Frequently, someone, often a clerk at a store, will say, “Have a blessed day!” I like that. It’s positive, encouraging, and expectant. But what does it mean? Is it just a friendly, even spiritual, way of saying, “Have a good day?” Well, let’s take a look at the word “blessed.”
“Blessed” is a uniquely spiritual word. The definition of “blessed” is “to be made holy, to be consecrated … bringing pleasure, contentment.”
In Psalm 1, where the word is used in verse 1, the literal meaning is, “Oh how happy.” The Psalm goes on to explain how one is to achieve that state of being blessed. “How blessed (Oh how happy) is the man (or person) who does not walk in the counsel of the wicked, nor stand in the path of sinners, nor sit in the seat of scoffers …” The first three instructions are, in a sense, negative. They have to do with refusal or avoidance.
One only has to watch the news or visit social media to realize that wicked people, sinful people, and scoffers are everywhere. I visited a page where three nearly 70-year-old men who attended high school together were lambasting each other over their respective social and political views. The conversation neither went well nor ended well.
I do not know if these three men were friends in high school but their conversation was definitely unfriendly and had to leave all of them feeling angry, frustrated, and resentful toward each other. I declined to enter this conversation. I have enough conflict in my life without being influenced by the internet shouts of others. It would have left me feeling discontented — unblessed, if you will.
In other words, those who would be “blessed” are to not believe like, behave like, or belong to the realm of “wicked men.” Not that these three are wicked. But, sometimes, our conversations, attitudes, thoughts, and actions can hinder our own “blessedness.”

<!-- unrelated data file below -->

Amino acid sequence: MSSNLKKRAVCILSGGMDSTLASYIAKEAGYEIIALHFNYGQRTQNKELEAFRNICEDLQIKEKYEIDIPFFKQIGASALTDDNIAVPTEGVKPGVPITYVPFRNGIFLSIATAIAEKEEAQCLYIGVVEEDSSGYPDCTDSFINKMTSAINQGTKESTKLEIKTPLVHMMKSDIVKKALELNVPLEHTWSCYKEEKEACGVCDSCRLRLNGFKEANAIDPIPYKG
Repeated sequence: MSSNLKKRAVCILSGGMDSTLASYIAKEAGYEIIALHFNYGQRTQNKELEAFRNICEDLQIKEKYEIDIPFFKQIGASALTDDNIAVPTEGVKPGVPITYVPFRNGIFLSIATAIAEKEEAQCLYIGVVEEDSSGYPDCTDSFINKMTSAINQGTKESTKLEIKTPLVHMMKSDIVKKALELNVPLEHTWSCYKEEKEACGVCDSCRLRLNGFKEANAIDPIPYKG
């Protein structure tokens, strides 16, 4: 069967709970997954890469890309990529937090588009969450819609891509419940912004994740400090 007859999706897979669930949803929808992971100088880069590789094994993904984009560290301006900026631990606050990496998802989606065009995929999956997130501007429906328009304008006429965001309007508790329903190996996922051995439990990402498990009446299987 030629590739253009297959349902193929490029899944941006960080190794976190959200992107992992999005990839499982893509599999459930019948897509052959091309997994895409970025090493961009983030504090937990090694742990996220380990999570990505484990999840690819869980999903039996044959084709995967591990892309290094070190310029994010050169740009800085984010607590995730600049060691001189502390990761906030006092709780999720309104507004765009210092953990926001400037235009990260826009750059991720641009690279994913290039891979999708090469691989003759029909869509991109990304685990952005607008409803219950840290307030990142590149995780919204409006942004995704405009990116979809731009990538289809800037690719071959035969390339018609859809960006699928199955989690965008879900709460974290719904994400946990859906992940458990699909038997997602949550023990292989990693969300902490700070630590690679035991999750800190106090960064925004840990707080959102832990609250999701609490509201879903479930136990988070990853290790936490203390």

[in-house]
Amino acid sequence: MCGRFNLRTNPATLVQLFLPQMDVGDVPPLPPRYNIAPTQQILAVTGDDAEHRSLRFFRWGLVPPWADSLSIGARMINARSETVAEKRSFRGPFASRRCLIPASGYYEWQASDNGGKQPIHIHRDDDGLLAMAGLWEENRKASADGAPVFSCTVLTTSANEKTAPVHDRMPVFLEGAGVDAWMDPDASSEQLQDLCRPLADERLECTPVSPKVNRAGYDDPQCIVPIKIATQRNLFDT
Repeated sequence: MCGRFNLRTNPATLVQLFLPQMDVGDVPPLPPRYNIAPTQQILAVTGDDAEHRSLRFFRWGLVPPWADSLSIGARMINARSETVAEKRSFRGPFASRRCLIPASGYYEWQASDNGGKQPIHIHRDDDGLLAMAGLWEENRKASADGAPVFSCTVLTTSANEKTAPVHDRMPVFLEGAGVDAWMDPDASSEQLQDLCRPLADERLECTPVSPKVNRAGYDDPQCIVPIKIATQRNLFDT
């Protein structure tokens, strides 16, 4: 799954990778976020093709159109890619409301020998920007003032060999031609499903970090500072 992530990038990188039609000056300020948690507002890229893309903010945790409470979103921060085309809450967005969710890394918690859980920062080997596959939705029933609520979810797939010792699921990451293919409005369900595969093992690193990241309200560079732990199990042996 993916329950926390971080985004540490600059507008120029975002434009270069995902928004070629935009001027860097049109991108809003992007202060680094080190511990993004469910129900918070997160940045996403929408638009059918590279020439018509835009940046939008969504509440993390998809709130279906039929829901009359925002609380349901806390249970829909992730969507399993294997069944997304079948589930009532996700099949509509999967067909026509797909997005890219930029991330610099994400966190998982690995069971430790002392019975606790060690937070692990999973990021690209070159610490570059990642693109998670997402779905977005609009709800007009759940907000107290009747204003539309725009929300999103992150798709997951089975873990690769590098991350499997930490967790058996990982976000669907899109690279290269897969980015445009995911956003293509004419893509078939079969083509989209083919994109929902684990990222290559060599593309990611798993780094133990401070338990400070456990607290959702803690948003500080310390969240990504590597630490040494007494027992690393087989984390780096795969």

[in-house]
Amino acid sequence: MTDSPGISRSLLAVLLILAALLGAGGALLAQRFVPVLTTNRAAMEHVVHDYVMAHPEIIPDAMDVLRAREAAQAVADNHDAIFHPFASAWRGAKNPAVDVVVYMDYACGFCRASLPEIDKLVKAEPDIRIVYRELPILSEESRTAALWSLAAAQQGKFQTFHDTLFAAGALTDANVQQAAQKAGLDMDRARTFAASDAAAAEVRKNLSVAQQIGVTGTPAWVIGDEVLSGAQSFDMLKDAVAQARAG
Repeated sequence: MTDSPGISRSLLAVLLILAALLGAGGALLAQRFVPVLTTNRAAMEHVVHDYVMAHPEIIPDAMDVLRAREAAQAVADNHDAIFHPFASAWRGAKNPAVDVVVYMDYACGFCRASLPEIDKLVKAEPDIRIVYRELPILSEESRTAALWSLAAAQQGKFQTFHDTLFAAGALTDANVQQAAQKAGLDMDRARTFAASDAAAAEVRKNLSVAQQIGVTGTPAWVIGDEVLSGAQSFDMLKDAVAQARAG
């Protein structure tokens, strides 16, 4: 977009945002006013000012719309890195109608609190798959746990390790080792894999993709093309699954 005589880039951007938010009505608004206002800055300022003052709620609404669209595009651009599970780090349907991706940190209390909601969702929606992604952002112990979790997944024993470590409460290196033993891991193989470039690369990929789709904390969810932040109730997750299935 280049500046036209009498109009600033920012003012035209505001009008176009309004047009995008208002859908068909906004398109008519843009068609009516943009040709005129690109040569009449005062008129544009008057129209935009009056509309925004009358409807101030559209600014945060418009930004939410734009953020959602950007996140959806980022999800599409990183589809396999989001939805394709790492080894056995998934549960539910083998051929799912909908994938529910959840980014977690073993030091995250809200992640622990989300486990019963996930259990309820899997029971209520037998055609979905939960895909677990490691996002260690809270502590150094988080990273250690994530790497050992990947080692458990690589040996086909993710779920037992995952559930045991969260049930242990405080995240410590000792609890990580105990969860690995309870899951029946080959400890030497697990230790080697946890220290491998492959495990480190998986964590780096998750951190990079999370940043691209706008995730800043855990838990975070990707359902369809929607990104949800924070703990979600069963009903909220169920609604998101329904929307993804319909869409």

I have almost come to the point that I do not watch much news on TV, whether that news be on Fox, CNN, or MSNBC. It all disturbs my sense of peace. I have had to “hide” or outright unfriend some folks on Facebook because of the vitriol and hatred that comes through on their posts — whether on the Left or the Right. Too much name-calling, cursing, and judgmentalism for me to “have a blessed day.”
But there’s also some positive instruction in Psalm 1 for acquiring and retaining this “blessed” state. The Psalmist says that the one who would be blessed will do thus: “But his delight is in the law of the Lord and in His law he meditates day and night.”
That is, one reads, loves, digests, thinks about, and lives out the scriptures. In Joshua, the warrior-leader is admonished to do the same and the promise is that he will prosper and have good success. He will be blessed. Joshua did so and became, arguably, the greatest military leader in the history of Israel.
The Psalmist declares that the one who fulfills both these negative and positive instructions will be spiritually healthy and fruitful — something in very short supply in out current culture.
On the other hand, those that decline to do so will ultimately be spiritually dead people who are filled with guilt. They will be “dis-eased,” discontented, unhappy, and unblessed.
It is also clear that those who are unblessed are in that condition by choice. It is always a choice to respond positively or negatively, whether on social media, to the nightly news, to the current political situation, or to the instruction of the Psalmist.
So, I appreciate the person who says, “Have a blessed day!” It is an invitation to do an inventory and ascertain whether I am blessed that day or not.
Am I contented? Holy? Consecrated? Experiencing pleasure? Happy? If so, then wonderful!
If not, then what am I going to do about it?
The world needs more “blessed” people. God knows that there are plenty of the other kind. So, “Have a blessed day!” I really mean that. I pray that you will truly be blessed.
[David Epps is the pastor of The Cathedral of Christ the King (www.ctk.life). He has been an opinion columnist for The Citizen since 1996, He may be contacted at firstname.lastname@example.org.]